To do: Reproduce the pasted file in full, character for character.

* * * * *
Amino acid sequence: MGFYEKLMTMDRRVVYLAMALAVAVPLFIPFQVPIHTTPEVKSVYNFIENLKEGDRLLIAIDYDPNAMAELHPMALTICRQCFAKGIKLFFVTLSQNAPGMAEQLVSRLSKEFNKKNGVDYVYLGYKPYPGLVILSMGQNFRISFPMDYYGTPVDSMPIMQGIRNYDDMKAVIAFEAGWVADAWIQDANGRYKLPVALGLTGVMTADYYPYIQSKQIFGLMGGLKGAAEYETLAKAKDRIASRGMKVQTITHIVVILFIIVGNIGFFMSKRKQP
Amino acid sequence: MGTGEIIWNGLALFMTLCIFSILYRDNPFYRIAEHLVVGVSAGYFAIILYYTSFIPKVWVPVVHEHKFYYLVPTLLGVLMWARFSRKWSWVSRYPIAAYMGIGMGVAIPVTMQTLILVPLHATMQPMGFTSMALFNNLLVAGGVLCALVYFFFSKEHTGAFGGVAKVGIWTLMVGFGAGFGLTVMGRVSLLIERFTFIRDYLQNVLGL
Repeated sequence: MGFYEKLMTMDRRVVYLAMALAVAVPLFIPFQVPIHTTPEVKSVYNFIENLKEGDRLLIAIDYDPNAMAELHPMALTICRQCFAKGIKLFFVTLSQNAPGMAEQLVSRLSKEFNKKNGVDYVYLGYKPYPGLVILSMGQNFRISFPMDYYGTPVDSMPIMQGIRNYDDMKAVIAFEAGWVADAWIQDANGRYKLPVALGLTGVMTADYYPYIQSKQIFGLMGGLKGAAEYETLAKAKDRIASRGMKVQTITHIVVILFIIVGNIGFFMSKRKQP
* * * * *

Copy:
Amino acid sequence: MGFYEKLMTMDRRVVYLAMALAVAVPLFIPFQVPIHTTPEVKSVYNFIENLKEGDRLLIAIDYDPNAMAELHPMALTICRQCFAKGIKLFFVTLSQNAPGMAEQLVSRLSKEFNKKNGVDYVYLGYKPYPGLVILSMGQNFRISFPMDYYGTPVDSMPIMQGIRNYDDMKAVIAFEAGWVADAWIQDANGRYKLPVALGLTGVMTADYYPYIQSKQIFGLMGGLKGAAEYETLAKAKDRIASRGMKVQTITHIVVILFIIVGNIGFFMSKRKQP
Amino acid sequence: MGTGEIIWNGLALFMTLCIFSILYRDNPFYRIAEHLVVGVSAGYFAIILYYTSFIPKVWVPVVHEHKFYYLVPTLLGVLMWARFSRKWSWVSRYPIAAYMGIGMGVAIPVTMQTLILVPLHATMQPMGFTSMALFNNLLVAGGVLCALVYFFFSKEHTGAFGGVAKVGIWTLMVGFGAGFGLTVMGRVSLLIERFTFIRDYLQNVLGL
Repeated sequence: MGFYEKLMTMDRRVVYLAMALAVAVPLFIPFQVPIHTTPEVKSVYNFIENLKEGDRLLIAIDYDPNAMAELHPMALTICRQCFAKGIKLFFVTLSQNAPGMAEQLVSRLSKEFNKKNGVDYVYLGYKPYPGLVILSMGQNFRISFPMDYYGTPVDSMPIMQGIRNYDDMKAVIAFEAGWVADAWIQDANGRYKLPVALGLTGVMTADYYPYIQSKQIFGLMGGLKGAAEYETLAKAKDRIASRGMKVQTITHIVVILFIIVGNIGFFMSKRKQP